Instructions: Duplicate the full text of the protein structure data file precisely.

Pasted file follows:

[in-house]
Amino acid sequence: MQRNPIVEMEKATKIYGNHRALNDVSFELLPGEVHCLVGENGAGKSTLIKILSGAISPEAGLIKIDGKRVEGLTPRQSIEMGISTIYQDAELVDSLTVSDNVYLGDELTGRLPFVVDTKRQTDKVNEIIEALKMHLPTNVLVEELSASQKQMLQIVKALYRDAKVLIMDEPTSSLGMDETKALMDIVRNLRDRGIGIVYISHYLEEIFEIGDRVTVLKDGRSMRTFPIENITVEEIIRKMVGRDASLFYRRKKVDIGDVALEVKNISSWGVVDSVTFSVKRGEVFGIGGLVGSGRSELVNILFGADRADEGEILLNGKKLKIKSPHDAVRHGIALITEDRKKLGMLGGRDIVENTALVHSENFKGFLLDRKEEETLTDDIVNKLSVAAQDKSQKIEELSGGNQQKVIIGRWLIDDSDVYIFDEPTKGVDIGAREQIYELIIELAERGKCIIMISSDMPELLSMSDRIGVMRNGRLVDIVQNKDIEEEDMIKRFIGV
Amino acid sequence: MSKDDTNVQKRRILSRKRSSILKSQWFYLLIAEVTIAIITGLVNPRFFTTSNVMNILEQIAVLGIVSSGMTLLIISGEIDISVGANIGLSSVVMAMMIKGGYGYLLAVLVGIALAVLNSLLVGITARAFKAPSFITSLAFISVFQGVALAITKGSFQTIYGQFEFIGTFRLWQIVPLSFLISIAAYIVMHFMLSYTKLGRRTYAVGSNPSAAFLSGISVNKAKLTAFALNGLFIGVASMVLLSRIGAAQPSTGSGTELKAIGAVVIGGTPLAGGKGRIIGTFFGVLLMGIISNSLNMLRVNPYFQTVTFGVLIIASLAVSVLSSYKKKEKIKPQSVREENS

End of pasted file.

[in-house]
Amino acid sequence: MQRNPIVEMEKATKIYGNHRALNDVSFELLPGEVHCLVGENGAGKSTLIKILSGAISPEAGLIKIDGKRVEGLTPRQSIEMGISTIYQDAELVDSLTVSDNVYLGDELTGRLPFVVDTKRQTDKVNEIIEALKMHLPTNVLVEELSASQKQMLQIVKALYRDAKVLIMDEPTSSLGMDETKALMDIVRNLRDRGIGIVYISHYLEEIFEIGDRVTVLKDGRSMRTFPIENITVEEIIRKMVGRDASLFYRRKKVDIGDVALEVKNISSWGVVDSVTFSVKRGEVFGIGGLVGSGRSELVNILFGADRADEGEILLNGKKLKIKSPHDAVRHGIALITEDRKKLGMLGGRDIVENTALVHSENFKGFLLDRKEEETLTDDIVNKLSVAAQDKSQKIEELSGGNQQKVIIGRWLIDDSDVYIFDEPTKGVDIGAREQIYELIIELAERGKCIIMISSDMPELLSMSDRIGVMRNGRLVDIVQNKDIEEEDMIKRFIGV
Amino acid sequence: MSKDDTNVQKRRILSRKRSSILKSQWFYLLIAEVTIAIITGLVNPRFFTTSNVMNILEQIAVLGIVSSGMTLLIISGEIDISVGANIGLSSVVMAMMIKGGYGYLLAVLVGIALAVLNSLLVGITARAFKAPSFITSLAFISVFQGVALAITKGSFQTIYGQFEFIGTFRLWQIVPLSFLISIAAYIVMHFMLSYTKLGRRTYAVGSNPSAAFLSGISVNKAKLTAFALNGLFIGVASMVLLSRIGAAQPSTGSGTELKAIGAVVIGGTPLAGGKGRIIGTFFGVLLMGIISNSLNMLRVNPYFQTVTFGVLIIASLAVSVLSSYKKKEKIKPQSVREENS